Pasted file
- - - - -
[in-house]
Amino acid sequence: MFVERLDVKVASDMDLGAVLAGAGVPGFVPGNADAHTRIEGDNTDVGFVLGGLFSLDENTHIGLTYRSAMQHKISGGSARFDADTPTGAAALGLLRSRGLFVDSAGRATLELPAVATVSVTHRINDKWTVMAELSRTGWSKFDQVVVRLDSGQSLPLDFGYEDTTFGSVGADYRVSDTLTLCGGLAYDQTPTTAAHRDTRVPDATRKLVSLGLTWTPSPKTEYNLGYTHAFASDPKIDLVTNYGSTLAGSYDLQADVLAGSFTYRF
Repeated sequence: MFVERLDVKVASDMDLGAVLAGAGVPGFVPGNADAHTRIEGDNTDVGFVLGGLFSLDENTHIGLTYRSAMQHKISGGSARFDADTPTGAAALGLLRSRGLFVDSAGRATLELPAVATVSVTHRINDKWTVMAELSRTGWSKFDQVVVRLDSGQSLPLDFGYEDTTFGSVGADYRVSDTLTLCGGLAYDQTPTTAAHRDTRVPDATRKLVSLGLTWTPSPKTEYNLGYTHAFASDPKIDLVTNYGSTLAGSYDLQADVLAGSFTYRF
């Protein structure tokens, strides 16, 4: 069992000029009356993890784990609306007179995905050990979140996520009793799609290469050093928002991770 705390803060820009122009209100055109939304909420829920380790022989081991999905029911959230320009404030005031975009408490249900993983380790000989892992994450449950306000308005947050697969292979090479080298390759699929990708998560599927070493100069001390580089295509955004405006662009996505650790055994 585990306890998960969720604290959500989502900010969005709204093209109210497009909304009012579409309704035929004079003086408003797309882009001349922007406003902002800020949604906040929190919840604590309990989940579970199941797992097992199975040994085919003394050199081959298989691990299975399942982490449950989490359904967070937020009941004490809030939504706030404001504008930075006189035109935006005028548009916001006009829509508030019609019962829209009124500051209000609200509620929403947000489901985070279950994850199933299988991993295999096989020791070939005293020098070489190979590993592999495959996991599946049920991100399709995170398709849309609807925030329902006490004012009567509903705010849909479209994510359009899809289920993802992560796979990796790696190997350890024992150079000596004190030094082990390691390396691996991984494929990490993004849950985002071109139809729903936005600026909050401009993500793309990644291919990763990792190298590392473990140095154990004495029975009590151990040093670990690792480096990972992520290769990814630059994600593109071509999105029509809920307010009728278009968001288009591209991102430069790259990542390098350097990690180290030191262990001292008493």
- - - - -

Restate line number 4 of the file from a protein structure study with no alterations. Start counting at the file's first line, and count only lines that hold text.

């Protein structure tokens, strides 16, 4: 069992000029009356993890784990609306007179995905050990979140996520009793799609290469050093928002991770 705390803060820009122009209100055109939304909420829920380790022989081991999905029911959230320009404030005031975009408490249900993983380790000989892992994450449950306000308005947050697969292979090479080298390759699929990708998560599927070493100069001390580089295509955004405006662009996505650790055994 585990306890998960969720604290959500989502900010969005709204093209109210497009909304009012579409309704035929004079003086408003797309882009001349922007406003902002800020949604906040929190919840604590309990989940579970199941797992097992199975040994085919003394050199081959298989691990299975399942982490449950989490359904967070937020009941004490809030939504706030404001504008930075006189035109935006005028548009916001006009829509508030019609019962829209009124500051209000609200509620929403947000489901985070279950994850199933299988991993295999096989020791070939005293020098070489190979590993592999495959996991599946049920991100399709995170398709849309609807925030329902006490004012009567509903705010849909479209994510359009899809289920993802992560796979990796790696190997350890024992150079000596004190030094082990390691390396691996991984494929990490993004849950985002071109139809729903936005600026909050401009993500793309990644291919990763990792190298590392473990140095154990004495029975009590151990040093670990690792480096990972992520290769990814630059994600593109071509999105029509809920307010009728278009968001288009591209991102430069790259990542390098350097990690180290030191262990001292008493």